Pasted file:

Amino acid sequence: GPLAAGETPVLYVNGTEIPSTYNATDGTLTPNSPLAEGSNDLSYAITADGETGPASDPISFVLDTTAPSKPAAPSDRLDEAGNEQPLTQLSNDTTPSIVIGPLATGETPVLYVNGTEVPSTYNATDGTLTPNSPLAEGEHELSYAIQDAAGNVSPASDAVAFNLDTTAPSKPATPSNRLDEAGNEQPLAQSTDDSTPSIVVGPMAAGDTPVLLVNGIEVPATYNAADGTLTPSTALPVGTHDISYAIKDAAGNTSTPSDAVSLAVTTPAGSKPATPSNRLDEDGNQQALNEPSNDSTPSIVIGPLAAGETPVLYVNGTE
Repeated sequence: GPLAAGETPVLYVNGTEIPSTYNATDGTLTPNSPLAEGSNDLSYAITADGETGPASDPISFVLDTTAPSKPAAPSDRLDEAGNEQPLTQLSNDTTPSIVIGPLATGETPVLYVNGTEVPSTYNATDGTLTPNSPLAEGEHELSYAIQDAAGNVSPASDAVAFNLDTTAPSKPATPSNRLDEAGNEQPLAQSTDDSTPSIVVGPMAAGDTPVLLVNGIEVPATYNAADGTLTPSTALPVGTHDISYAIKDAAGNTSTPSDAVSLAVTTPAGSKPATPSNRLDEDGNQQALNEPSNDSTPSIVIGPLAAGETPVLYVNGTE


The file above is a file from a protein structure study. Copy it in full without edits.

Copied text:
Amino acid sequence: GPLAAGETPVLYVNGTEIPSTYNATDGTLTPNSPLAEGSNDLSYAITADGETGPASDPISFVLDTTAPSKPAAPSDRLDEAGNEQPLTQLSNDTTPSIVIGPLATGETPVLYVNGTEVPSTYNATDGTLTPNSPLAEGEHELSYAIQDAAGNVSPASDAVAFNLDTTAPSKPATPSNRLDEAGNEQPLAQSTDDSTPSIVVGPMAAGDTPVLLVNGIEVPATYNAADGTLTPSTALPVGTHDISYAIKDAAGNTSTPSDAVSLAVTTPAGSKPATPSNRLDEDGNQQALNEPSNDSTPSIVIGPLAAGETPVLYVNGTE
Repeated sequence: GPLAAGETPVLYVNGTEIPSTYNATDGTLTPNSPLAEGSNDLSYAITADGETGPASDPISFVLDTTAPSKPAAPSDRLDEAGNEQPLTQLSNDTTPSIVIGPLATGETPVLYVNGTEVPSTYNATDGTLTPNSPLAEGEHELSYAIQDAAGNVSPASDAVAFNLDTTAPSKPATPSNRLDEAGNEQPLAQSTDDSTPSIVVGPMAAGDTPVLLVNGIEVPATYNAADGTLTPSTALPVGTHDISYAIKDAAGNTSTPSDAVSLAVTTPAGSKPATPSNRLDEDGNQQALNEPSNDSTPSIVIGPLAAGETPVLYVNGTE